Figure 5 is the result of responses to “What major changes do you envision in Reliability & Maintainability in the next 10 years?”. Similar answers were grouped and tallied. The majority of the responses converged on the six categories shown. Here are some observations from the data:
• North America placed People & Cultural Improvements
on top with 26% of the responses and More Sensors &
Timely Feedback as the sixth category with 6%. The
remaining categories of More Design-In Reliability &
Maintainability, More Data Driven Processes & Tools
(including Predictive), Maintenance Process Improve-
ments, and Specific Maintenance Improvements were
in the middle and more closely grouped together.
• Global placed Maintenance Process Improvements on
top with 28% of the responses and also More Sensors
& Timely Feedback as the sixth category with 5%.
• More Design-In Reliability & Maintainability was the 2nd
highest response for both North America and Global. When
combining all of the responses (North America & Global)
People & Culture are still the highest category, but More
Design-In Reliability & Maintainability is very close behind it.
Figures 5.1 to 5.6 provide more detail behind each of the six categories. Within each category, items that North America and Global had in common are in black. North America only responses are in blue and Global only responses are in green.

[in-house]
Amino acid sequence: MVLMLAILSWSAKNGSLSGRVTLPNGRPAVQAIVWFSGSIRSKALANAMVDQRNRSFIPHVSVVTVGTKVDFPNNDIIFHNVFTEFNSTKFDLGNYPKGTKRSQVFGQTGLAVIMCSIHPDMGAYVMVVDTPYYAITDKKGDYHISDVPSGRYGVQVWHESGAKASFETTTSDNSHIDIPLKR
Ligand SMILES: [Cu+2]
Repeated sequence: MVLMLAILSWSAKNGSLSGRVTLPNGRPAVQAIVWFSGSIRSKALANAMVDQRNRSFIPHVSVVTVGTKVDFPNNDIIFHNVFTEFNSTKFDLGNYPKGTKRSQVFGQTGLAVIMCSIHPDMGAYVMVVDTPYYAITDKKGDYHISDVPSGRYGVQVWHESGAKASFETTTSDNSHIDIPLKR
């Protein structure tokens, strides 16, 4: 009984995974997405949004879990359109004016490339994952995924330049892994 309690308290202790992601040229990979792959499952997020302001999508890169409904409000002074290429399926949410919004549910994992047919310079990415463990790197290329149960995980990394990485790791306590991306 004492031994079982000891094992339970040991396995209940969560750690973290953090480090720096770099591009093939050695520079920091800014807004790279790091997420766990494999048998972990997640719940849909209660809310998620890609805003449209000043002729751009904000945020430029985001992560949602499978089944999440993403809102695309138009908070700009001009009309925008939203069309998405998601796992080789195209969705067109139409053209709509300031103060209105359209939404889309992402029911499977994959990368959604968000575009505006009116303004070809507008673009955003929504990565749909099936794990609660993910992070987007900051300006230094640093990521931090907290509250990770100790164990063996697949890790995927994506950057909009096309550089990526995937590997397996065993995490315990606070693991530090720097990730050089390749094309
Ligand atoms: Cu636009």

• Note that for People & Cultural Improvements (Figure 5.1),
Global wants to focus more on better cooperation with
machine suppliers. North America wants to focus more on
improving the culture (management, operator, maintenance).
The remaining areas listed, such as more production
operator involvement and add/hire full-time Reliability &
Maintainability Engineers are common to both North
America and Global.
• Standardized components/replacement parts, better use
of R&M in decision making, and component reliability
improvements were frequently mentioned by all (Figure
5.2). For more design-in reliability & maintainability, the
Global focus was mainly on maintainability, while the North
American focus was on both R&M. North America frequently
mentioned standardized controls architecture and Global
often referred to reduced complexity.
• Figure 5.3 lists items under More Data Driven Processes &
Tools. Both North America and Global often listed better use
of Predictive Tools, which is consistent with both of their